This is probably a good point to admit (and spoil) that this essay doesn’t end on a tale of triumph in my quest to be the coolest and most successful player on Halo 2. In fact, I lost more video games than I won. I never made people tremble when they loaded into a lobby and saw my screen name, and my brother never congratulated me on my online prowess, nor did he invite me to play Halo 2 with his friends.

It might have been because my entire play strategy was dependent on finding a Banshee. If I wasn’t lucky enough to load into a map with a Banshee, or snag one as soon as the game started, I was in for a steep uphill battle — and I mean that literally. My inevitable death was confirmed when an enemy jumped into the air while shooting at me. Before I could counteract, I was watching the respawn countdown. In horror, I witnessed them proceed to crouch up and down over my lifeless virtual body (which I later learned was a true cornerstone in toxic gaming behavior: teabagging).

I can’t say I know for sure what went through acquaintances’ minds when I told them I used to get on a voice chat, as a young girl, with a bunch of strangers (usually boys and men) before shooting at each other on a map. But I always quickly followed the statement with “it wasn’t really bad like you might think.”

Of course, there’s an inherent risk to entering an often unmoderated forum with strangers, and the lobby and violent maps of Halo 2 with voice chat were no exception. I came across a fair share of rude players, players who were impatient, team killing, and strangers yelling insults. I’m sure some of those moments impacted my younger self, though I no longer remember, more than 15 years later.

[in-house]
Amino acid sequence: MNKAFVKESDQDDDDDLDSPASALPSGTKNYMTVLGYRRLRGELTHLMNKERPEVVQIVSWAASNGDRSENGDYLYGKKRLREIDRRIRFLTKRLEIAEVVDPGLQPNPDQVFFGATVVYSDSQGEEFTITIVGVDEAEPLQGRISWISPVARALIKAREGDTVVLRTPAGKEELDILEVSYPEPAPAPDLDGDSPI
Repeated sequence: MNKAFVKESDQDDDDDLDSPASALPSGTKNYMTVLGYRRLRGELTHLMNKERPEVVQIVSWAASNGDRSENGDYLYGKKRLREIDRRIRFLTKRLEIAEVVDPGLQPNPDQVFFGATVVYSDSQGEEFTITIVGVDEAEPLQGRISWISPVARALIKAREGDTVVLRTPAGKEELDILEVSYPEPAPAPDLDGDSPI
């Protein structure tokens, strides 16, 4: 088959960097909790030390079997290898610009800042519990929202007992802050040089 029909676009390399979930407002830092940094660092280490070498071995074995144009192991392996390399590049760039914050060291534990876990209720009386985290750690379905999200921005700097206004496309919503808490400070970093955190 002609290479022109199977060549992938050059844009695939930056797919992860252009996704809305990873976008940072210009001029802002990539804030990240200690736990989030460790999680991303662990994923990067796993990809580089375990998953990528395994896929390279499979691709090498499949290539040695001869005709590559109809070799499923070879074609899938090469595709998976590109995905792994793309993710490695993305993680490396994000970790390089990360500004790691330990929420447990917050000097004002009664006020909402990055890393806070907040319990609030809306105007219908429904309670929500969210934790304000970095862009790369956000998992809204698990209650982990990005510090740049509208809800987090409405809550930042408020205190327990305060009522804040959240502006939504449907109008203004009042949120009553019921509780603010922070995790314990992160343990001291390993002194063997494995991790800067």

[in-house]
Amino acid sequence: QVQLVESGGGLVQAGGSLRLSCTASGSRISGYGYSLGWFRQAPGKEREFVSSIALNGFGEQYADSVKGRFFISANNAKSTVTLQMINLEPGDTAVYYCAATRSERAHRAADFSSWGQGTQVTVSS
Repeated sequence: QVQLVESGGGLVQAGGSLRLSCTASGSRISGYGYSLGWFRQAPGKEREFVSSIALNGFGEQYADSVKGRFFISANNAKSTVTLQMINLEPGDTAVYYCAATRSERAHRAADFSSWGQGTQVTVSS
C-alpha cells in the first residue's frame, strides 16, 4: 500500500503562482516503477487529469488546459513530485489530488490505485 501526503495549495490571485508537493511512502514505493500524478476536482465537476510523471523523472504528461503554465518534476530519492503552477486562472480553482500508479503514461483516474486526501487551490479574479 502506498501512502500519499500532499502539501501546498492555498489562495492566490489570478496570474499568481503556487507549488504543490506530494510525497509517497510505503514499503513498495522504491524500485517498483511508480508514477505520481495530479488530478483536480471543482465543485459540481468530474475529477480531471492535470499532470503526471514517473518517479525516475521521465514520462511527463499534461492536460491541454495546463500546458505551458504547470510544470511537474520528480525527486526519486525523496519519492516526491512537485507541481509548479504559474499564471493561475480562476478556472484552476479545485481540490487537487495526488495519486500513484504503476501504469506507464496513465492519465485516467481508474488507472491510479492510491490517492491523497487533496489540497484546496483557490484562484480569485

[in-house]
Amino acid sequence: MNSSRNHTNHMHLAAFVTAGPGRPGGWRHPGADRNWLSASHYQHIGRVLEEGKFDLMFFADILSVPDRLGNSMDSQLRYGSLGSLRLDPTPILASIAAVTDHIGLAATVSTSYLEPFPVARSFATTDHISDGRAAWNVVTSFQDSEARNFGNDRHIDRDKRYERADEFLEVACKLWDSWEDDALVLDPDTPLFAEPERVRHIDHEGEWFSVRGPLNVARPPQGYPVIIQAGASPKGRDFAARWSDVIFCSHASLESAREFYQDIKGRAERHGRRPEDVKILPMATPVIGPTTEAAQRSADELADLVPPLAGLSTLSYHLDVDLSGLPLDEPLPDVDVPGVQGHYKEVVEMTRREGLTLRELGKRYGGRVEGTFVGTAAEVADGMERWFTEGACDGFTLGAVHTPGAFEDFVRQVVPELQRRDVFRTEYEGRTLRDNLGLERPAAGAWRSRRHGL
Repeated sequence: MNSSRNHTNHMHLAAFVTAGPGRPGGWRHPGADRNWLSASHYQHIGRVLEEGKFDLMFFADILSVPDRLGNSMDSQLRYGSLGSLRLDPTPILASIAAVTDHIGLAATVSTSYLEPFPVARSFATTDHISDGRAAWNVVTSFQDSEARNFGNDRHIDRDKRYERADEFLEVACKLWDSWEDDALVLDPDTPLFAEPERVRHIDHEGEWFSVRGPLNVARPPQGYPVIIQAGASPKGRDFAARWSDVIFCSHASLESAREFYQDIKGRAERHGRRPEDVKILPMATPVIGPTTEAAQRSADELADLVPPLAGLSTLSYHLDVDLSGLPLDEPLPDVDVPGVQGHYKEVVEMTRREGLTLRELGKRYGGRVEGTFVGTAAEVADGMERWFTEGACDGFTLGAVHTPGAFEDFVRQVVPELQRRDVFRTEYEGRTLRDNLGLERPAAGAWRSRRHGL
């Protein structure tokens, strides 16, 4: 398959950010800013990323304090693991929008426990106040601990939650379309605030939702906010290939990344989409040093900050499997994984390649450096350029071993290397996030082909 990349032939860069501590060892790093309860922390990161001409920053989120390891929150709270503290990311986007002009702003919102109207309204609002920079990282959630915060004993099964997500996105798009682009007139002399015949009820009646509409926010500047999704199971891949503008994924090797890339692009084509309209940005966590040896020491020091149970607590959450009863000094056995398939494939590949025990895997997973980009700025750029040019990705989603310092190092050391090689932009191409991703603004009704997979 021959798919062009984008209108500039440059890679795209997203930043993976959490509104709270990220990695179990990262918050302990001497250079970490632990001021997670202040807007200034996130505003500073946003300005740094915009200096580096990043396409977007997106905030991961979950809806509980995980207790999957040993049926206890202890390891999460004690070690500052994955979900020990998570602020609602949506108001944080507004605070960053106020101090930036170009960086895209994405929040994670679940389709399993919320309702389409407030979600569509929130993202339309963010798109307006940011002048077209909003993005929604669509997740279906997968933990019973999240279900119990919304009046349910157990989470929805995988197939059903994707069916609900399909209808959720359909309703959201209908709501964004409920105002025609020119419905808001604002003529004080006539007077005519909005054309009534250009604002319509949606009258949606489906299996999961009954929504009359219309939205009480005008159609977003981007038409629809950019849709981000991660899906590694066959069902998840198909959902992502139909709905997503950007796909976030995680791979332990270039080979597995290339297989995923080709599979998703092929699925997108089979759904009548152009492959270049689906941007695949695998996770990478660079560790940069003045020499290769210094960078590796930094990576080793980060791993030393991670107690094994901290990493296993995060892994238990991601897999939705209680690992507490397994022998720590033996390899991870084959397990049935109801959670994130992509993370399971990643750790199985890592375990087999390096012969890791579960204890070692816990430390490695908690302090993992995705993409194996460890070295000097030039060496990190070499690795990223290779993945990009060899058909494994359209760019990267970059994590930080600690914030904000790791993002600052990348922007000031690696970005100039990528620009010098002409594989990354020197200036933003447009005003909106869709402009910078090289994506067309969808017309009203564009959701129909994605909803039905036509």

What I remember the most, however, wasn’t the specific losses, the rude teammates and enemies, or even the wins in my indestructible Banshee (at least it felt indestructible until I heard the target lock from a rocket launcher). I most remember the camaraderie and fun that can come with battling it out with complete strangers.

A lot of times it felt like my unmistakable little-girl voice in the game chat made no difference, unlike in real life where I was among the youngest on the block and treated accordingly by the other kids. In the multiplayer maps of Halo 2, whether I was trying to glitch onto a building top in Headlong or doing Banshee flips out of the bases in Coagulation, I was just another player. My teammates sometimes dropped their better weapons to help me out, or they would shoot an enemy before they could get me (and sometimes I saved them). Sometimes it was even as non-combative as a kind voice giving advice and hyping everyone up.

Those are the memories from playing Halo 2 on Xbox Live I took with me, and it’s something I notice and try to remember the most when I play online games now: the commonplace nature of people wanting to cooperate. Sharing those experiences with people I’ll likely never meet, and creating new experiences when I played online with my dad, instead of just playing through the project again, were some of the most formative moments of my childhood. Based on my experience, I have a lot of gratitude for that video game in my life.

Except for teabagging.

Jobber Wiki author Frank Long included to this report.